Plants & Fungi A - Z
Explore our profiles of plants and fungi.
These illustrated profiles contain a wealth of facts, including details on conservation, uses and habitats – as well as Kew’s connections with the species. They have been chosen to inspire interest in plants, detail our science and conservation work and showcase star plants in the Gardens.
This is a constantly growing resource with new profiles added every week - so do be sure to check back regularly.
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The titan arum is a giant among plants, with a massive flowering structure that rises some three metres above the ground. Its flowering is rare and unpredictable, and always grabs the headlines!
Haller’s anemone is insulated with dense hairs, allowing it to grow even in freezing temperatures.
Pelican flower produces enormous trumpet-shaped flowers, which smell of rotting meat and attract flies and wasps as its pollinators.
Chamaegigas intrepidus is a rare aquatic plant from Namibia, with a remarkable ability to recover after drought.
Dracaena jayniana is an endangered dragon tree from Thailand, the dried red sap of which is used to make a tonic drink.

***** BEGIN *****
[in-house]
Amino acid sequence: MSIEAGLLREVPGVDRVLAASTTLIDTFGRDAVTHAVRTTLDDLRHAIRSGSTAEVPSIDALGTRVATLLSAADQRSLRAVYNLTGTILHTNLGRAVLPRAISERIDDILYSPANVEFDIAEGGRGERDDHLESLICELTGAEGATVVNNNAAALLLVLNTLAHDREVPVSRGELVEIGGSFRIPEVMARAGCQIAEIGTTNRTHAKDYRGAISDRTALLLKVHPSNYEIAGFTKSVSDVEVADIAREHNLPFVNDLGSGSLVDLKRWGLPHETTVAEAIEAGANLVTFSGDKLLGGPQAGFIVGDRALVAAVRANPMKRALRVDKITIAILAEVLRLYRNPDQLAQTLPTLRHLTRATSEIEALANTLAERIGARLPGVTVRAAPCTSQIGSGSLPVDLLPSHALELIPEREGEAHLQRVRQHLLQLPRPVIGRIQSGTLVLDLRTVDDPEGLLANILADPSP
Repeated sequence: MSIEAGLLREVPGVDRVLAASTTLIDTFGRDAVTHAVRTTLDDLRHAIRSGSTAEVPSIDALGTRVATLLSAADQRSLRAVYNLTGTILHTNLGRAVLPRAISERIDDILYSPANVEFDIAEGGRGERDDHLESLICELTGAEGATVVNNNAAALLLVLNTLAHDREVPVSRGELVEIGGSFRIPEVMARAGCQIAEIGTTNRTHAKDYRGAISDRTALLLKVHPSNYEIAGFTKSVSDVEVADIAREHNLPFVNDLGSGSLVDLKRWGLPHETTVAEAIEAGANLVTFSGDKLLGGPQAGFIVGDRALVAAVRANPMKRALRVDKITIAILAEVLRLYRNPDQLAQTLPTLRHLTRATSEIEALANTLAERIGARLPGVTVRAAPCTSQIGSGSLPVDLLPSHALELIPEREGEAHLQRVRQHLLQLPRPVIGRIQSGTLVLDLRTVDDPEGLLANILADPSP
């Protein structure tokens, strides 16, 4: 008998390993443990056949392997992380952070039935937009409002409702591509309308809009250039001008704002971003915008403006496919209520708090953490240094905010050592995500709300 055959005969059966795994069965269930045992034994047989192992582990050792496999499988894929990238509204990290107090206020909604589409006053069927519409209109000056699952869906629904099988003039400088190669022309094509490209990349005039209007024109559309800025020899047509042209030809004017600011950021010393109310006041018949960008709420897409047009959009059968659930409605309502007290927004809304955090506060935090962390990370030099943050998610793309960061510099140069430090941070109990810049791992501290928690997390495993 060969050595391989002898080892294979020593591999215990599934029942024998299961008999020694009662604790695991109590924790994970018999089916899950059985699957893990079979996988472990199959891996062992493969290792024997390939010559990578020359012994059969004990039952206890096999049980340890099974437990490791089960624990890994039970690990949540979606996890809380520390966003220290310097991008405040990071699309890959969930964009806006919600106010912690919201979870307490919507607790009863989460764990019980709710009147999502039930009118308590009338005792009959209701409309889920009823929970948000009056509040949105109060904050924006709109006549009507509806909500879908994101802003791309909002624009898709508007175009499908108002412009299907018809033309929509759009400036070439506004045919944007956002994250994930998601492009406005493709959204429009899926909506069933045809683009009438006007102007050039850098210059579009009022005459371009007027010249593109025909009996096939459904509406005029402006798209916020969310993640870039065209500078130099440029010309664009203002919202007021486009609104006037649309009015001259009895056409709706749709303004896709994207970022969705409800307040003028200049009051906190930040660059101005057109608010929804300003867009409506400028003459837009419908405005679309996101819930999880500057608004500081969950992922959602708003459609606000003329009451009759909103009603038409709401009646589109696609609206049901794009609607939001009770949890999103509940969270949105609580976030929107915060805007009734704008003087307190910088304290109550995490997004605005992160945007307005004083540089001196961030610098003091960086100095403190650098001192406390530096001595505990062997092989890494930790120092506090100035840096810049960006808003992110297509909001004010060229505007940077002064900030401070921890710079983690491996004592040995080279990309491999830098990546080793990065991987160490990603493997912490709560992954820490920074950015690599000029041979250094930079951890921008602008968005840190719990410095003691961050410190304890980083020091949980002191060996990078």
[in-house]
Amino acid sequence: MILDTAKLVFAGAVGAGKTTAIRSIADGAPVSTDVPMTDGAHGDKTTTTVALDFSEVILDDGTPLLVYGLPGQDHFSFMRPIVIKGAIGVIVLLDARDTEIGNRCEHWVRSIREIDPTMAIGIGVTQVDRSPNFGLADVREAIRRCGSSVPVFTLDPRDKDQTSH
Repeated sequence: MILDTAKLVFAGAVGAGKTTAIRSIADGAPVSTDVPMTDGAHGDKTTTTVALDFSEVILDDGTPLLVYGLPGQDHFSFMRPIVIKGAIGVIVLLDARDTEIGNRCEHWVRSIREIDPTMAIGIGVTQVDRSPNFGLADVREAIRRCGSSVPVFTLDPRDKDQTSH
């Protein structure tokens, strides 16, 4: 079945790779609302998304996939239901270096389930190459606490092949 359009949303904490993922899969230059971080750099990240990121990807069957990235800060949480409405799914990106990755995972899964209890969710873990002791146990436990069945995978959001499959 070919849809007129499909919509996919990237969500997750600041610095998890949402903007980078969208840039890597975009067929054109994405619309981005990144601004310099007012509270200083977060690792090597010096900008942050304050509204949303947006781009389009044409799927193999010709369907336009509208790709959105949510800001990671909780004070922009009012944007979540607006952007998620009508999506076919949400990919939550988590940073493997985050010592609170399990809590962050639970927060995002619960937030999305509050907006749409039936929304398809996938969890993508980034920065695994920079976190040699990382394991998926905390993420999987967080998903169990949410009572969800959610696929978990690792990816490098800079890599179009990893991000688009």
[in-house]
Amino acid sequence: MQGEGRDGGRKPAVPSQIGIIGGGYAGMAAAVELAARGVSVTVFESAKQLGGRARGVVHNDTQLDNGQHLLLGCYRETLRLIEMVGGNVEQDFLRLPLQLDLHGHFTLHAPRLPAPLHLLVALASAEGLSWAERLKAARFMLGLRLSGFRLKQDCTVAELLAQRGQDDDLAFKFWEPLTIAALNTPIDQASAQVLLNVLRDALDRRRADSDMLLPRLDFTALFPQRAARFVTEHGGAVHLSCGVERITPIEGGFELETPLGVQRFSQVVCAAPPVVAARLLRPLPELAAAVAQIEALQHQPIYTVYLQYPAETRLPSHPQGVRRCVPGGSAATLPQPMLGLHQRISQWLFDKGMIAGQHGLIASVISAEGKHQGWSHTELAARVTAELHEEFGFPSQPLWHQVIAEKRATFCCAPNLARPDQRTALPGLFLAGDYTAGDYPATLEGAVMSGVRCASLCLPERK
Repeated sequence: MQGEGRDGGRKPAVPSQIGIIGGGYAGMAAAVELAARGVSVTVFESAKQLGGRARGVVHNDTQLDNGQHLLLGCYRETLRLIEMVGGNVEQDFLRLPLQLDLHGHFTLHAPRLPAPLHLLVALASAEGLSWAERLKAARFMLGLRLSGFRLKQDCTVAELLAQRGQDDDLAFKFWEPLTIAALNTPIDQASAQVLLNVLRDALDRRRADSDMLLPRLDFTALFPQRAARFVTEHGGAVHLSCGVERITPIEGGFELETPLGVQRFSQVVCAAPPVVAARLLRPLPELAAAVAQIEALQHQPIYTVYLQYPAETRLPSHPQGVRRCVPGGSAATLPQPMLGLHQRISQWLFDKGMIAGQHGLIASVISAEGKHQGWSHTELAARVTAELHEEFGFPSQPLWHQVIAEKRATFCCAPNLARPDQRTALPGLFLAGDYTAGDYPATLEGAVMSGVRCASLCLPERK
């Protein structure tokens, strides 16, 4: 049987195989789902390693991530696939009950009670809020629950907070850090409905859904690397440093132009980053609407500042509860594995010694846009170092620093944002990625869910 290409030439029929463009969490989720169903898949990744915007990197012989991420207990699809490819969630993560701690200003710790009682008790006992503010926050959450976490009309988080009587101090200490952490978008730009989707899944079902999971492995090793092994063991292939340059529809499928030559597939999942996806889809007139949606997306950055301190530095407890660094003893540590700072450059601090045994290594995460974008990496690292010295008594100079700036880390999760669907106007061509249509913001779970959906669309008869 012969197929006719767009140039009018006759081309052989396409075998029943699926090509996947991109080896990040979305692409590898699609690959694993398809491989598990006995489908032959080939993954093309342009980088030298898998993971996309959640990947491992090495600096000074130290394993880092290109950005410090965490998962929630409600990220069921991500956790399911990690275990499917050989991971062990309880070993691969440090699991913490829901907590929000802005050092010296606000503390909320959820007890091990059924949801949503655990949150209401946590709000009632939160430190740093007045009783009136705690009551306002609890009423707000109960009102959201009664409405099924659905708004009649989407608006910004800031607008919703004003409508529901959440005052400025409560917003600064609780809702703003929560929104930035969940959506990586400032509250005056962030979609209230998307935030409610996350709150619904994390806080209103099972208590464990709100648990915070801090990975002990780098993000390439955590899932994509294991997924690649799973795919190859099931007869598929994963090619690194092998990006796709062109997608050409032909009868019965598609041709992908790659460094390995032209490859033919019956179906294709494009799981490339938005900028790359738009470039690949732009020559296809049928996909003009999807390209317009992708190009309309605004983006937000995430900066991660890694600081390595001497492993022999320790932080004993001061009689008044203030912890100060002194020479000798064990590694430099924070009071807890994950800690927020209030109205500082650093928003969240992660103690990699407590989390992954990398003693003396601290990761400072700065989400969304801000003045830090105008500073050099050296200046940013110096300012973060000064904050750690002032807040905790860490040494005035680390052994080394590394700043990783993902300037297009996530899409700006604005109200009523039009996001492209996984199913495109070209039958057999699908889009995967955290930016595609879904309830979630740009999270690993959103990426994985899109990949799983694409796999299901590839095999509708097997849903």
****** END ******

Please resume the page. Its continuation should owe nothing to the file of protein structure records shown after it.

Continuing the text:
A parasite growing on the roots of a range of woody plants, toothwort owes its common name to its flowering and fruiting stems, which have been said to resemble a row of teeth.
A bizarre, cushion-forming herb, Lepidagathis fischeri is resurrected annually following fire and subsequent rains in the woodlands and grasslands of eastern Africa.
Few can resist touching the compound leaves of the sensitive plant and watching them fold up in response.
Nepenthes bicalcarata, a distinctively ‘fanged’ pitcher plant from Borneo, has a mutually beneficial relationship with ants living inside its tendrils.
A pitcher plant from the Philippines, description of Nepenthes robcantleyi was based on plants known from only a single location, where the forest has since been cut down.
The striking flowers of the bee orchid resemble a bee, resting on a pink flower.
Oxytenanthera abyssinica (Bindura bamboo) is a drought-resistant bamboo from tropical Africa. Kew’s Millennium Seed Bank holds several thousand seeds from this species.
The bottle tree owes its name to the unusual swollen shape of its trunk, which acts as a water store. Traditional hunters in northern Namibia have used its highly toxic sap as an arrow poison.
More: Amazing adaptations
Forming low cushions of densely packed hairy leaves, Moore’s plantain survives the harsh drying winds, cool temperatures and strong ultraviolet light prevailing in the Falkland Islands.
More: Amazing adaptations
A mountain shrub with striking flower heads, the snow protea can withstand impressive extremes of temperature.
Red mangrove trees produce thickets of submerged stilt roots which form an important habitat for a variety of marine life, especially young fish.
Santa Cruz waterlily has strikingly beautiful lily pads up to two metres wide, with prickly undersides and wide, upturned rims.